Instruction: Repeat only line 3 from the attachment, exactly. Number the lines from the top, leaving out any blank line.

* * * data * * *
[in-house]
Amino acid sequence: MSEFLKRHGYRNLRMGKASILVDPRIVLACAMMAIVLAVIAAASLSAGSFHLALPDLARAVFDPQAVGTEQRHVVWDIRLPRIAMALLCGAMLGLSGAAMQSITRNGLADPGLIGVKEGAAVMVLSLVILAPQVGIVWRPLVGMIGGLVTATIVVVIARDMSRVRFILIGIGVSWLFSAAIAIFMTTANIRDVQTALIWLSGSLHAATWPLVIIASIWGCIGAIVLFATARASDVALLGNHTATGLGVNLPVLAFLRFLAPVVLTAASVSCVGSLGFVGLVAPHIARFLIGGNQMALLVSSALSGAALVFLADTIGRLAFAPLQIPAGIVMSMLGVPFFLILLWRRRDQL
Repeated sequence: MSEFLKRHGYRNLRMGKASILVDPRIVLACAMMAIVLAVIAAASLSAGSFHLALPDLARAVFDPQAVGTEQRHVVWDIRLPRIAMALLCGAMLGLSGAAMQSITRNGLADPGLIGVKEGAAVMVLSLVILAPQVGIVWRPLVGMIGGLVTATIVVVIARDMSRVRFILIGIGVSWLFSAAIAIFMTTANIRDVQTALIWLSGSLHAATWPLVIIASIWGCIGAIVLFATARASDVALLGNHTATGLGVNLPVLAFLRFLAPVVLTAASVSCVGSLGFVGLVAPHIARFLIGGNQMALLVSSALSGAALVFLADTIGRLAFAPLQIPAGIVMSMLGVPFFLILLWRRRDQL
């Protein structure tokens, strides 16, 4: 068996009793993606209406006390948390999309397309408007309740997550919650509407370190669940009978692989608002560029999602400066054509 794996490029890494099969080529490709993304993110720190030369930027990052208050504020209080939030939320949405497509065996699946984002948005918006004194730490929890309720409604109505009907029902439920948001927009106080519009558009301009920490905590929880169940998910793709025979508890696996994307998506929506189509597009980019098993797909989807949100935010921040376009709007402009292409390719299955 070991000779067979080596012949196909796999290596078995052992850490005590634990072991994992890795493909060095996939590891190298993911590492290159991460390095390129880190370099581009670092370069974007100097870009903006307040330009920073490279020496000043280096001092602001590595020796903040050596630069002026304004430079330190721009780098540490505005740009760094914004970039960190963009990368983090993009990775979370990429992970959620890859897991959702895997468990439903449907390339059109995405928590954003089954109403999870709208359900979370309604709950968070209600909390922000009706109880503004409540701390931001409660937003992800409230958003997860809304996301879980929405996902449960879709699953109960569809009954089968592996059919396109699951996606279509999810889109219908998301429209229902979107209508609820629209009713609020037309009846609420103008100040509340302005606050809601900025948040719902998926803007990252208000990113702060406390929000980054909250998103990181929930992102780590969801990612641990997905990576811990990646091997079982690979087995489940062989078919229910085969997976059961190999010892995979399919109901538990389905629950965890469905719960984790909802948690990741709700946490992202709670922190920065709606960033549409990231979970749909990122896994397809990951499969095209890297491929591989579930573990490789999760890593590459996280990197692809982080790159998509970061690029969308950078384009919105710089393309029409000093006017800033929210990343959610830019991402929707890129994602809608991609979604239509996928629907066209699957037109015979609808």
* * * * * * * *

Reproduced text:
Repeated sequence: MSEFLKRHGYRNLRMGKASILVDPRIVLACAMMAIVLAVIAAASLSAGSFHLALPDLARAVFDPQAVGTEQRHVVWDIRLPRIAMALLCGAMLGLSGAAMQSITRNGLADPGLIGVKEGAAVMVLSLVILAPQVGIVWRPLVGMIGGLVTATIVVVIARDMSRVRFILIGIGVSWLFSAAIAIFMTTANIRDVQTALIWLSGSLHAATWPLVIIASIWGCIGAIVLFATARASDVALLGNHTATGLGVNLPVLAFLRFLAPVVLTAASVSCVGSLGFVGLVAPHIARFLIGGNQMALLVSSALSGAALVFLADTIGRLAFAPLQIPAGIVMSMLGVPFFLILLWRRRDQL